Microelectronics | ISA I/O INTERFACE


After successfully building the 16-BIT ATX ISA Backplane and the 32-bit 80386DX ISA Single Board Microcomputer, I decided to replace all other factory built ISA cards from my homemade computer with DIY ones. Sure thing, an ISA I/O interface card would make for a nice project while providing some connectivity options to the system.

Here are the hardware specifications.

  • One Floppy Disk Drive Controller with two channels (Floppy A, Floppy B)
  • Two IDE Interfaces with two channels each (primary master-slave, secondary master-slave)
  • Two Serial Port Controllers (COM1 / COM3, COM2 / COM4)
  • One Parallel Port Controller (LPT1)
  • Two Option ROM for the ROM BIOS IDE software configuration program
  • Minimal Glue Logic
  • Individual hardware configuration switches and jumpers for all functions
  • 16-bit ISA-class printed circuit board construction

For easier reproduction of this design, I tried to source chips that are still being produced. However, some parts prove difficult to find -- think parallel port controller chip. But everything is possible in the Internet era. With a bit of luck, you can find any computer chip on-line and have it delivered to your door in less than a month.

As always, you can find the bill of materials (BOM) below after the schematic diagrams and the computer simulations of the final printed circuit board layouts. The schematic is nothing but a collection of computer peripherals, most of it being based on application notes and original datasheets. The IDE host adapter interface is particularly interesting since it contains a programmable logical device. Other than that, everything is straightforward. It might appear that the schematic is a bit overengineered. If you compare it with similar schematics of cost-cutting ISA PCBs of the time, then yes, it is overengineered. But if you take a look at, for instance, IBM period correct implementations, you will find that my schematic is less overengineered than theirs. Since this is a hobby project, I don't have any cost-related issues. I don't plan to do mass production, nor do I hurry anywhere. Thus, I can wait enough time so that I can raise the required funds for this project. So that was basically what I did. I ordered parts in batches as soon as I got the required funds.

The main motivation for building this ISA card is the implementation of a dual IDE interface. This was mostly unheard of in the early 386 days. For it to fully function properly, it will require a separate ROM BIOS program. The system ROM BIOS of my 386 machine knows how to address only one interface. So there is another challenge here. Furthermore, I have never had any chance of working with PALs, so it was a good idea to start somewhere. I'm eager to write the PAL equations and then produce the controller firmware. While it's true I programmed CPLDs in the past, PALs are something new to me. Another interesting thing that always bugged me is hardware decoding of peripheral addresses. I used these hardware addresses in my software in the '90s but I never ever thought about how the decoding is done at the implementation level. So, back to the drawing board. Literally. Well, mostly paper and pencil. Drawing massive logic charts for the decoders was a challenge of its own. But I had my share of fun. I wouldn't do anything if I didn't have fun doing it.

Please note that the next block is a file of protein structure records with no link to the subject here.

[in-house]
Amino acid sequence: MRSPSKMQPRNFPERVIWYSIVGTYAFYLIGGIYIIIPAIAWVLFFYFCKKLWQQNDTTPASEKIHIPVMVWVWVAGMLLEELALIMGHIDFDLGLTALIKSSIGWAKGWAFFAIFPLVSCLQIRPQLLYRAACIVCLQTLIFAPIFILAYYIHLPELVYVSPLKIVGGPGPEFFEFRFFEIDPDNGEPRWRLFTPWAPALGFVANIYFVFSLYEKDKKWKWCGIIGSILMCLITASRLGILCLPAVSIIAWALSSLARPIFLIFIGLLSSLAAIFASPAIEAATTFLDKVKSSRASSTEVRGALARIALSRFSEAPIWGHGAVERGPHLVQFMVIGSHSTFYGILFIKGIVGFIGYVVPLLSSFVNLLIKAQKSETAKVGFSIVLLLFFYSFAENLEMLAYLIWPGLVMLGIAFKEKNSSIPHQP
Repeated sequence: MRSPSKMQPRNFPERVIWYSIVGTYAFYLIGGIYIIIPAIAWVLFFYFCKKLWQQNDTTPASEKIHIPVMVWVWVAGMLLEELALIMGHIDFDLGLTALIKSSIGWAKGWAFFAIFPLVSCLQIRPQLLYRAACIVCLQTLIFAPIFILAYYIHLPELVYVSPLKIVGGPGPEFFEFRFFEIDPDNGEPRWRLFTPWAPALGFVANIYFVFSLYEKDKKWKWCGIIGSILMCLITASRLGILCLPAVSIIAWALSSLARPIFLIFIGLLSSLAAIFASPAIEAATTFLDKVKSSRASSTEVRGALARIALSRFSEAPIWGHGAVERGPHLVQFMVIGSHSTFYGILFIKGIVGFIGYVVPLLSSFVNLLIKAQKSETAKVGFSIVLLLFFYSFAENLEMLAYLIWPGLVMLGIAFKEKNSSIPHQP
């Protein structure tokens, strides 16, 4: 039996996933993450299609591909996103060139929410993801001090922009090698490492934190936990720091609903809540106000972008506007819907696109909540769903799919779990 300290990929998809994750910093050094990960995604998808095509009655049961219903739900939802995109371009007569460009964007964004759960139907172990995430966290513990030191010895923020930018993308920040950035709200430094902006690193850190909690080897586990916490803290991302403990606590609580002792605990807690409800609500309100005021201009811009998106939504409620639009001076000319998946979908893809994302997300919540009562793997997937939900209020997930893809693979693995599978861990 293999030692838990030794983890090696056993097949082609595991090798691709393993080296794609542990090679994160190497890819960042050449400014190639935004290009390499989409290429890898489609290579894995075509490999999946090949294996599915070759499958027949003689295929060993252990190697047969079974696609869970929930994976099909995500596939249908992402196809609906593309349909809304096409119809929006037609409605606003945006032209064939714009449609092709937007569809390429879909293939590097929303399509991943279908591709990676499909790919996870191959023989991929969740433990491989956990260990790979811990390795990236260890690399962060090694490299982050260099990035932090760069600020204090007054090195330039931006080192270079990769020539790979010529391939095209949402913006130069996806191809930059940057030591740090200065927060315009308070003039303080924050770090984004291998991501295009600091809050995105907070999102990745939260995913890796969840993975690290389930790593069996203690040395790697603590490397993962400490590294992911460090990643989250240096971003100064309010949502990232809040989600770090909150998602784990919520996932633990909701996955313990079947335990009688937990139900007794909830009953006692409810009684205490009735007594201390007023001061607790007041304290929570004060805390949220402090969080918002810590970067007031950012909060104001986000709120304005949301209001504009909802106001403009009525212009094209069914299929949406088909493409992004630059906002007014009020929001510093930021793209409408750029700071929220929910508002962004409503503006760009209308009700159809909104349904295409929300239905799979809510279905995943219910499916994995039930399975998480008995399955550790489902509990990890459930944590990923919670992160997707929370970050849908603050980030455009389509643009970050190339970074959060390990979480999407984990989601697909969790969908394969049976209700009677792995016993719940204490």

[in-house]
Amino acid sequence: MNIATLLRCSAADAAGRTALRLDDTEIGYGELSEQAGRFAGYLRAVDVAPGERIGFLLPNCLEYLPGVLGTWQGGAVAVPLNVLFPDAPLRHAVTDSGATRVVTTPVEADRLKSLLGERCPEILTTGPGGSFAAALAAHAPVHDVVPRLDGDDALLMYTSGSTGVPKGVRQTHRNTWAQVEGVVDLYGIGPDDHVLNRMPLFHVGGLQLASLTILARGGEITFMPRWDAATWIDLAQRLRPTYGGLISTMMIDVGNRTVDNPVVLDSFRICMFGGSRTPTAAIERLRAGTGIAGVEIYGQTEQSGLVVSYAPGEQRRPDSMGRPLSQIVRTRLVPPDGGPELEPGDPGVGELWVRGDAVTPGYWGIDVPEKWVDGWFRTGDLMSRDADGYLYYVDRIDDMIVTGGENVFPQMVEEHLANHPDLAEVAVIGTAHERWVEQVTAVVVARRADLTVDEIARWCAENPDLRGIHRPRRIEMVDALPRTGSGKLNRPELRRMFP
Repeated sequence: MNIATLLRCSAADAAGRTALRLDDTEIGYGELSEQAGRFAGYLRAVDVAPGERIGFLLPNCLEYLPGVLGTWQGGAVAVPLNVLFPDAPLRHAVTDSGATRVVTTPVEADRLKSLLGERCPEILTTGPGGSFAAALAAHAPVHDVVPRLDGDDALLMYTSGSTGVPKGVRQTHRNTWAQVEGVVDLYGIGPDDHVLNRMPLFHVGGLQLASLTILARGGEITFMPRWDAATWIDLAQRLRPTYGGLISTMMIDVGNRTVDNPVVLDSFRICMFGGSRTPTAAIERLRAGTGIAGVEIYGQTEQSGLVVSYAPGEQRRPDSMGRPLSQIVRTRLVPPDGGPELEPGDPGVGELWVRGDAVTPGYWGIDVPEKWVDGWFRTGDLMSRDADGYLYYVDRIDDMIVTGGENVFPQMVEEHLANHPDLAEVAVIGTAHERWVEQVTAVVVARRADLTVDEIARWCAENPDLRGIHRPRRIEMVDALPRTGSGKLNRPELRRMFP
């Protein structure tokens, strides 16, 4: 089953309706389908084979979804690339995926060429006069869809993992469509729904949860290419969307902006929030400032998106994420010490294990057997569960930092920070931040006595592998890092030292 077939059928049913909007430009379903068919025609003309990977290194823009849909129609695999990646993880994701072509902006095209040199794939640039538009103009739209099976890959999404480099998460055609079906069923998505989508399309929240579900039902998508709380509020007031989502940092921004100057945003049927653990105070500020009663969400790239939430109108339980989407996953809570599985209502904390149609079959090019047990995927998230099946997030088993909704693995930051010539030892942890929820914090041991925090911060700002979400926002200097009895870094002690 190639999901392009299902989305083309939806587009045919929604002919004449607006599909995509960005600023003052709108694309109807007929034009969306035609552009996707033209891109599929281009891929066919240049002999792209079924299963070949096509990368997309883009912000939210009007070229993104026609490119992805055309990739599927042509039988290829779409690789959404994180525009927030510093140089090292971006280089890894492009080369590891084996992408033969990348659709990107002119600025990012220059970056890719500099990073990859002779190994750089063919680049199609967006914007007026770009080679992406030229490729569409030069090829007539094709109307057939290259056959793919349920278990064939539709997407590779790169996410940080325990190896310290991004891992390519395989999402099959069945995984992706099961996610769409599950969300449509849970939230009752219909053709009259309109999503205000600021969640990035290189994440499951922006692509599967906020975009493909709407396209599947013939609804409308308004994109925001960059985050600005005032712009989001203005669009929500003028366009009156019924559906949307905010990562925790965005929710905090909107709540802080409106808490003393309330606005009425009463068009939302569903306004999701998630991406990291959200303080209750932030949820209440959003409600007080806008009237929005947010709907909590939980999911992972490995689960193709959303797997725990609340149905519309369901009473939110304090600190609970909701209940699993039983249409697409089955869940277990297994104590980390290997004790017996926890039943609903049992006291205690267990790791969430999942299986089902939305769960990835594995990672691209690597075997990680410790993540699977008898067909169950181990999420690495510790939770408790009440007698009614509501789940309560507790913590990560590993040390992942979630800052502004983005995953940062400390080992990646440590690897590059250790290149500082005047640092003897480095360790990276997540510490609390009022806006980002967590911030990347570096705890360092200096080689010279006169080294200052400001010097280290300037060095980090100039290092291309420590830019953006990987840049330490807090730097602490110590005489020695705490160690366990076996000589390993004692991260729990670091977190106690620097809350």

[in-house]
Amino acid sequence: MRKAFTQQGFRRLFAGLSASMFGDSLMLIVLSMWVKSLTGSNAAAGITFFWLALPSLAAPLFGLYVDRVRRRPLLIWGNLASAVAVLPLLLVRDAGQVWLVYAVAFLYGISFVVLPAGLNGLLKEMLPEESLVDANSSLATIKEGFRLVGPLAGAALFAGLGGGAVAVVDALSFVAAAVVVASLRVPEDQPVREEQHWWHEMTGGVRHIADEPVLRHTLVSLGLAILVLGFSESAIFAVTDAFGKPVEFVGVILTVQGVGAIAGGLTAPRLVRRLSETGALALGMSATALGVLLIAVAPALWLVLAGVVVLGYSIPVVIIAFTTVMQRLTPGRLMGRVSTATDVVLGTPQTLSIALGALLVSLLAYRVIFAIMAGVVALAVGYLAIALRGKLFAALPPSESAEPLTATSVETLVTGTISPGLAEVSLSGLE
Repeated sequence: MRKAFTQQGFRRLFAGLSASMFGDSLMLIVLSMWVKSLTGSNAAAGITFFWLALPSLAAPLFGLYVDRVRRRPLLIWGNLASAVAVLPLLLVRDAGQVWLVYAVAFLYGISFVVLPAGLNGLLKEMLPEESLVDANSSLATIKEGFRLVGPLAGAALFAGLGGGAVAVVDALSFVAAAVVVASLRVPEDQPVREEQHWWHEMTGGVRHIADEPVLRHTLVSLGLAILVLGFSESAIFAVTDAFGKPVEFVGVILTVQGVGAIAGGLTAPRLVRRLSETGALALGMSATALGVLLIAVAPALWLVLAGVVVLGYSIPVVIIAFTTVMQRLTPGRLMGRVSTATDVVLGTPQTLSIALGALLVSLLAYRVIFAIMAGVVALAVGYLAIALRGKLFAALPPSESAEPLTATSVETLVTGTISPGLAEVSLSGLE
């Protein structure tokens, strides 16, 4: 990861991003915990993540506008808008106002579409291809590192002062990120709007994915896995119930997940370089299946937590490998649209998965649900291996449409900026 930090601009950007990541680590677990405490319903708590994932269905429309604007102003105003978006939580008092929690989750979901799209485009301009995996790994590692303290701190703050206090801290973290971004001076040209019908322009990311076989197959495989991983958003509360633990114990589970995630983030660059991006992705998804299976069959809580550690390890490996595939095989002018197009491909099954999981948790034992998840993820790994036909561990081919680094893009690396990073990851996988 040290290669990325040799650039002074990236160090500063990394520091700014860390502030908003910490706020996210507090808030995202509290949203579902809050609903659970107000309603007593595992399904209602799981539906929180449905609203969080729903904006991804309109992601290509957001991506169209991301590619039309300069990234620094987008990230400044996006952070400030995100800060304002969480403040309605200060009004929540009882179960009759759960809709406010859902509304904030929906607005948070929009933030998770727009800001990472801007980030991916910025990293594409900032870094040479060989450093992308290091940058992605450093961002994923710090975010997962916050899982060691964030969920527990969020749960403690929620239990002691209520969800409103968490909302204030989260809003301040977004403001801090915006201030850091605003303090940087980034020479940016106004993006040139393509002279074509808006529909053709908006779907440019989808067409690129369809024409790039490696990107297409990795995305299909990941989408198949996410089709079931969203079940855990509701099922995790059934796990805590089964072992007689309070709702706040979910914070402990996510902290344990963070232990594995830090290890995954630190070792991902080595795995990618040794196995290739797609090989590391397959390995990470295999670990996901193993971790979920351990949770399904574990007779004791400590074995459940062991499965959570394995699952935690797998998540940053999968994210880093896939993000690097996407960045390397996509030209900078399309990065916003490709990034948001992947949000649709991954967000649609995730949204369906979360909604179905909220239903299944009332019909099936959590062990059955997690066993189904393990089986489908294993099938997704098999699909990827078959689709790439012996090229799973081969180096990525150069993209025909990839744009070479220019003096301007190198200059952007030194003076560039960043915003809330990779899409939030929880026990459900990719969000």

All in one, the I/O interface card is something that I would've loved to have back in the early 1990s. Nowadays, it is quasi-useless. But still a nice project for retrocomputing enthusiasts.

Disclaimer: I reserve the right to change the schematic diagram, the PCB layout, or the implementation without further notice. This is an entirely hobby do-it-yourself design and I am not responsible for any damage made by any possible mistake in any version or revision of the schematic diagrams or PCB layouts. Since it is an advanced microelectronics project, it requires very good assembly and debugging skills. In addition, I cannot offer any further technical support other than the contents of this article.

This project is in its final stage.
Current iteration of ASSY. 2486-IOIF-301 is VER. 1.4 REV. D

* * *

Laudatur ab his, culpatur ab illis. This project is provided as-is and is not for commercial purposes. It reflects my experimental work in microcomputer system design and should be treated as such. I release the schematic diagram and circuit board layouts to the public for educational purposes. I did all this at my own expense and in my free time. If you like my work, please consider making a donation. It helps me continue these kind of projects.

Schematic Diagram (VER. 1.4 REV. D)

Fig. 1: Electrical Schematic Diagram

Printed Circuit Boards

Fig. 2: Top Silkscreen

Fig. 3: Bottom Silkscreen

Fig. 4: Top Layer Printed Circuit Board

Fig. 5: Inner Bottom Layer Printed Circuit Board

Fig. 6: Inner Top Layer Printed Circuit Board

Fig. 7: Bottom Layer Printed Circuit Board

Fig. 8: Top Layer Printed Circuit Board - Simulation

Fig. 9: Bottom Layer Printed Circuit Board - Simulation

If you want to see or hide older schematic diagrams please use the following function: Show Older Schematic Diagrams

Gerber Files

Here are the Gerber files compressed in a .ZIP archive.
Please note that the file naming convention that I used is what OSHPark normally expects.
You can also order the printed circuit board directly from OSHPark by following the link in the bill of materials below.

Compressed Gerber Files: isa-io-interface.zip

Bill of Materials (BOM)

The following list contains the parts that are required to assemble this ISA I/O interface card.

IdentifierValueQtyNotesMouser Number
Printed Circuit BoardASSY. 2486-IOIF-3011VER. 1.4 REV. DOrder from OSHPark
IC1PC8477BV1Floppy Disk ControllerOrder from 3rd Parties
IC274LS301Single 8-input NAND Gate595-SN74LS30N
IC374ALS041Hex Inverter595-SN74ALS04BN
IC474LS071Hex Buffer (OC)595-SN74LS07N